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In its 50th year a special party to celebrate Cambridge Open Studios

The studios are all free entry, 10am to 5pm

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Cambridge Open Studios celebrated 50 years at a grand party at The Graduate Hotel in Cambridge. In this 50th year of Cambridge Open Studios, there will be 350 artists opening their doors free to the public at 229 venues across the county of Cambridgeshire.

On show will be painting, photography, jewellery, printmaking, digital art, glass, mixed media, ceramics, drawings, textiles, and furniture. Many will have stories behind them.

Cathy Parker wearing a shawl made of the yellow Open Studio flag

Cathy Parker wearing a shawl made of the yellow Open Studio flag

Let’s start with baskets. How simple and uncomplicated you may think. But the docky baskets made by Nadine Anderson have a tale that would alarm anyone working today.

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They are so called because stopping for lunch when you were a Fen farm worker would once have meant your wages were docked. Packed lunches are still called dockies in some parts of Cambridgeshire.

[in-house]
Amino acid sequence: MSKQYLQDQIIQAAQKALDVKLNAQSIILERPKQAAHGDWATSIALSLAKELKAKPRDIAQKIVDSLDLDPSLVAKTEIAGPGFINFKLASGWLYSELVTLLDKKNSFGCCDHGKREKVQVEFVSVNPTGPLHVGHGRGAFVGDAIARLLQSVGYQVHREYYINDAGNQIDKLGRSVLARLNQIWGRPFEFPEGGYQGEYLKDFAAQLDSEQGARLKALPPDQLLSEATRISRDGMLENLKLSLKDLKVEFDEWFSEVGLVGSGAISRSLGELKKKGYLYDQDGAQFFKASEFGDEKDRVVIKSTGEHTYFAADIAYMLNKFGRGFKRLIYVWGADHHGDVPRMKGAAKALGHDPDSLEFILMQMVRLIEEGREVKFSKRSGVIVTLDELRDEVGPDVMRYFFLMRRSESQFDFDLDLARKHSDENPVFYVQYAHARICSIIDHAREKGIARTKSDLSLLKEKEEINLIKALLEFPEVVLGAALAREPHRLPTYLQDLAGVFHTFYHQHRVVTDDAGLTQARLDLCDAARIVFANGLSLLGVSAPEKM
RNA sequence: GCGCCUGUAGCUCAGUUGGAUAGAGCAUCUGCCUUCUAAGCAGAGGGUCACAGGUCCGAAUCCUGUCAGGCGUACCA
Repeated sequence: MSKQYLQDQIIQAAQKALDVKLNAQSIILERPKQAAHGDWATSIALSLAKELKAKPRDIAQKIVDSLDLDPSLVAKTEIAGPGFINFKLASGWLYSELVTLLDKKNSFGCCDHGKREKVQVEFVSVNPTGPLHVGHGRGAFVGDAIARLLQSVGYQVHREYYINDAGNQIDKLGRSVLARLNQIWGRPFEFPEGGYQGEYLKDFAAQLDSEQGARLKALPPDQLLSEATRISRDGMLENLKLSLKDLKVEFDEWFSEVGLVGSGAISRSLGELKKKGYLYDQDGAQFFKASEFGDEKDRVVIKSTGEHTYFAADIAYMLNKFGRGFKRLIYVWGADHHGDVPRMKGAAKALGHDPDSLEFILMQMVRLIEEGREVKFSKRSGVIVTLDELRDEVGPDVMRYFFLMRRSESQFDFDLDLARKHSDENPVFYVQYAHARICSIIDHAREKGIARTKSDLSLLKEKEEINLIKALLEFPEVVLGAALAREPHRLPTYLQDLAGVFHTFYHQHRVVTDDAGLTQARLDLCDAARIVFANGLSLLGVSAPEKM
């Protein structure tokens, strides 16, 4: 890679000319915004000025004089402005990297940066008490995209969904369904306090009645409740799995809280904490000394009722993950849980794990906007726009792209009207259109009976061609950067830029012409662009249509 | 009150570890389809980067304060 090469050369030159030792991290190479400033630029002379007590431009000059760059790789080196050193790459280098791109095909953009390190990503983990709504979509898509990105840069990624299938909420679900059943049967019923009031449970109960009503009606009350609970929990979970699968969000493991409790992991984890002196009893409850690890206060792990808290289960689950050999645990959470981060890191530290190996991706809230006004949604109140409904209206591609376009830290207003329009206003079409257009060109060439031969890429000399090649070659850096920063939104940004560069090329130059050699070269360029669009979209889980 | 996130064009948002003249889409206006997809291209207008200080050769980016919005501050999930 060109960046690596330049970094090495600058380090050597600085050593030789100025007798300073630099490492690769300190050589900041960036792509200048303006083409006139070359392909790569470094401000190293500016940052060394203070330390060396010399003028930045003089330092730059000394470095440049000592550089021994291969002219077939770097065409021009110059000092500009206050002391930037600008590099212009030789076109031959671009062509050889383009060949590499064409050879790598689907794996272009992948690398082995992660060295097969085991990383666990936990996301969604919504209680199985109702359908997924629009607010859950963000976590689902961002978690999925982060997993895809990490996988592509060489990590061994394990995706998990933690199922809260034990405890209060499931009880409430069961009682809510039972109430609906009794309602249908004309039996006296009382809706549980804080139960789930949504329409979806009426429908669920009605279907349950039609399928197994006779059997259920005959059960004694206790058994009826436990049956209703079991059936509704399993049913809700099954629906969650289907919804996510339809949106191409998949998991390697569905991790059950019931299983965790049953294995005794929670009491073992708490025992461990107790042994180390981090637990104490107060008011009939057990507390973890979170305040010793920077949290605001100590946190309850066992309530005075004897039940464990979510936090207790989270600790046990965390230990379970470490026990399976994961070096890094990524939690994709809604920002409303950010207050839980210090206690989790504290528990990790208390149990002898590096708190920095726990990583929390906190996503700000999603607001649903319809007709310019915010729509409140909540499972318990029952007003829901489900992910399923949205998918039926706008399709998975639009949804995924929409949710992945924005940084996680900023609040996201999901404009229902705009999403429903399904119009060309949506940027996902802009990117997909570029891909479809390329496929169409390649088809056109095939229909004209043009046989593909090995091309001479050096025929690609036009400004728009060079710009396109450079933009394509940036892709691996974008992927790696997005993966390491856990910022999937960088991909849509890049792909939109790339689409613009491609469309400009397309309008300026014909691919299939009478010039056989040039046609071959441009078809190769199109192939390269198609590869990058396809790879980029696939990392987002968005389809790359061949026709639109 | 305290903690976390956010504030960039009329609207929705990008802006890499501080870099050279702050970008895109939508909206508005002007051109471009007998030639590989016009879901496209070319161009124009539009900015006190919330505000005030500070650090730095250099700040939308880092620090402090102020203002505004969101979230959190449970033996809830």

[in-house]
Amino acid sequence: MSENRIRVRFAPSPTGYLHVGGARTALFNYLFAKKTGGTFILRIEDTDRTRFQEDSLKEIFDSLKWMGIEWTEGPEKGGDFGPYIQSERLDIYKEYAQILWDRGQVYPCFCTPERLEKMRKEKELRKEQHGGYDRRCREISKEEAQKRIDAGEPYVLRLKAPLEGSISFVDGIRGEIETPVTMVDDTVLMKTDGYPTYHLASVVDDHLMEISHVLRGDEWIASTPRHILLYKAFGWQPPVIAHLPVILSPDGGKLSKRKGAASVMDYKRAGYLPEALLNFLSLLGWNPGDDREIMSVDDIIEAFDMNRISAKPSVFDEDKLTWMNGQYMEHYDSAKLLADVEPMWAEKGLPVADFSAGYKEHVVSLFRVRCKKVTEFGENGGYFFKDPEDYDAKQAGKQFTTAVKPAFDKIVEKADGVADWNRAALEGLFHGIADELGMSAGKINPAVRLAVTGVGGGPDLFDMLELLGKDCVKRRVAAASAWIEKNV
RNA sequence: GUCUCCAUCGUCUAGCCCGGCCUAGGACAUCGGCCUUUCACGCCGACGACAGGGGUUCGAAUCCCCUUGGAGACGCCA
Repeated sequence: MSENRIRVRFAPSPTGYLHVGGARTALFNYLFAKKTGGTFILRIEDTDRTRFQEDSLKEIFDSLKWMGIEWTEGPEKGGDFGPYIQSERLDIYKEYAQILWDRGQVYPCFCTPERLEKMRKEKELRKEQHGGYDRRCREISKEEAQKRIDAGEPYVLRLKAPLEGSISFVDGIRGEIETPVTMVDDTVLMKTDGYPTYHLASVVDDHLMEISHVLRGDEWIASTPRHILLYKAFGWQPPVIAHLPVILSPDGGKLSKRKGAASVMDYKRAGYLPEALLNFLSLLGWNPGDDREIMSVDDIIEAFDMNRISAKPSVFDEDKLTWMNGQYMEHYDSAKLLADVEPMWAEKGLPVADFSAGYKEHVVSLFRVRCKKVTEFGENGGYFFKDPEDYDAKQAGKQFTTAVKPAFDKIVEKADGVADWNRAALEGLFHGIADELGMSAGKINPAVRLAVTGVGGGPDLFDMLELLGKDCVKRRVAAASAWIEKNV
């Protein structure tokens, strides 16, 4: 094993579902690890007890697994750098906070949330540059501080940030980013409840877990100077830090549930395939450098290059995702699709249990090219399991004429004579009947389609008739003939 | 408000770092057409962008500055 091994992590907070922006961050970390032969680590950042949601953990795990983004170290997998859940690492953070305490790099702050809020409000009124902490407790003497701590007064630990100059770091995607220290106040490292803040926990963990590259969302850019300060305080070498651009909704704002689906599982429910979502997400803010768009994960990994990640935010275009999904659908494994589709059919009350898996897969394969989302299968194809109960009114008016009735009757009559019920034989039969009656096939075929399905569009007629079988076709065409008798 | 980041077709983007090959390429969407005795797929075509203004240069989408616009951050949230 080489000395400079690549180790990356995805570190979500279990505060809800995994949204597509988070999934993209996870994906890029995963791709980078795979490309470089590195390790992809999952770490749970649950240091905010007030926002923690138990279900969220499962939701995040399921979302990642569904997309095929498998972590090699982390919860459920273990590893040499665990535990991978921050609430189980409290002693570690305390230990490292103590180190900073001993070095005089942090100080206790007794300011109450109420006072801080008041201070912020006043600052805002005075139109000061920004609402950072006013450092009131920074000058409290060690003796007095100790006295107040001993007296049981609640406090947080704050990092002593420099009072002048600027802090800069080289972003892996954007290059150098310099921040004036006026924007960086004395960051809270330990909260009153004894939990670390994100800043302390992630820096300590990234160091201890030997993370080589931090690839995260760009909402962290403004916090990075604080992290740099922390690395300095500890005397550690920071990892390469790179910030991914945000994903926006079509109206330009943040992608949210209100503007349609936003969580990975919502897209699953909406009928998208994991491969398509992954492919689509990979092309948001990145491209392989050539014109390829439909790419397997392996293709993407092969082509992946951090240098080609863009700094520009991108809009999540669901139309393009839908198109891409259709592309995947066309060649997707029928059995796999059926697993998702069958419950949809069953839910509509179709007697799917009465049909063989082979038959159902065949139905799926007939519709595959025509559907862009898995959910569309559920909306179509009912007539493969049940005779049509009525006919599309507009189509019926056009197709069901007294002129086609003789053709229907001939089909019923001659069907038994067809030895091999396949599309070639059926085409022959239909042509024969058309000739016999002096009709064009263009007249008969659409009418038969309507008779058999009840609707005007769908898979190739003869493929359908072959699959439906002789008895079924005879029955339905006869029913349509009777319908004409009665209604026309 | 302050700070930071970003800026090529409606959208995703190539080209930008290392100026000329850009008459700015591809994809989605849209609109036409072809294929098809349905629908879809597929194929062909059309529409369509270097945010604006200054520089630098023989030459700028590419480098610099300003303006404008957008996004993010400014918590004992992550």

Nadine Anderson’s studio in Main Street, Wardy Hill, Ely will be open on the first two weekends of July. Her traditional woven eel traps would still work.

Founding members of Cambridge Open Studios, Julia Ball and Elspeth Owen. Photo taken in 2014 but in this year's brochure

Founding members of Cambridge Open Studios, Julia Ball and Elspeth Owen. Photo taken in 2014 but in this year’s brochure

Also, at the 50th anniversary celebration at The riverside Graduate Hotel in Cambridge was Roxana de Rond, the humorously observant Cambridge illustrator who draws people enjoying themselves around the city – including at the Orchard Tea Room in Grantchester. She takes commissions.

When asked to draw a picture to celebrate a wedding she drew the couple’s first date. She is often asked to draw people’s homes, sometimes a home they are moving out of with family memories – sometimes a new home, sometimes both.